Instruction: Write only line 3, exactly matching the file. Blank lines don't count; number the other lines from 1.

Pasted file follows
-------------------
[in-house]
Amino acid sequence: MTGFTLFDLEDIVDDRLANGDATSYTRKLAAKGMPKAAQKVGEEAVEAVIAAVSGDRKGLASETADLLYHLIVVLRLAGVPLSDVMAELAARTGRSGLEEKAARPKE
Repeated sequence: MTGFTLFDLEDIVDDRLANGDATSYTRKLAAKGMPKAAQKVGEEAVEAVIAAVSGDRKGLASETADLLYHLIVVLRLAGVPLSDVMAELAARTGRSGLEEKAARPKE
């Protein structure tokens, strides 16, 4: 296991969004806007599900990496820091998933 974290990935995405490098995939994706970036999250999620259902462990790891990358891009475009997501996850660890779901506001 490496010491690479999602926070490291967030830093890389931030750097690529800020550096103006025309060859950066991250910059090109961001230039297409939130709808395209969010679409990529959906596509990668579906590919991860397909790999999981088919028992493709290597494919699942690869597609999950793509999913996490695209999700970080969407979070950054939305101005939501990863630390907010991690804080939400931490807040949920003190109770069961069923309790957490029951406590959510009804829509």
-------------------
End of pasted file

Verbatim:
Repeated sequence: MTGFTLFDLEDIVDDRLANGDATSYTRKLAAKGMPKAAQKVGEEAVEAVIAAVSGDRKGLASETADLLYHLIVVLRLAGVPLSDVMAELAARTGRSGLEEKAARPKE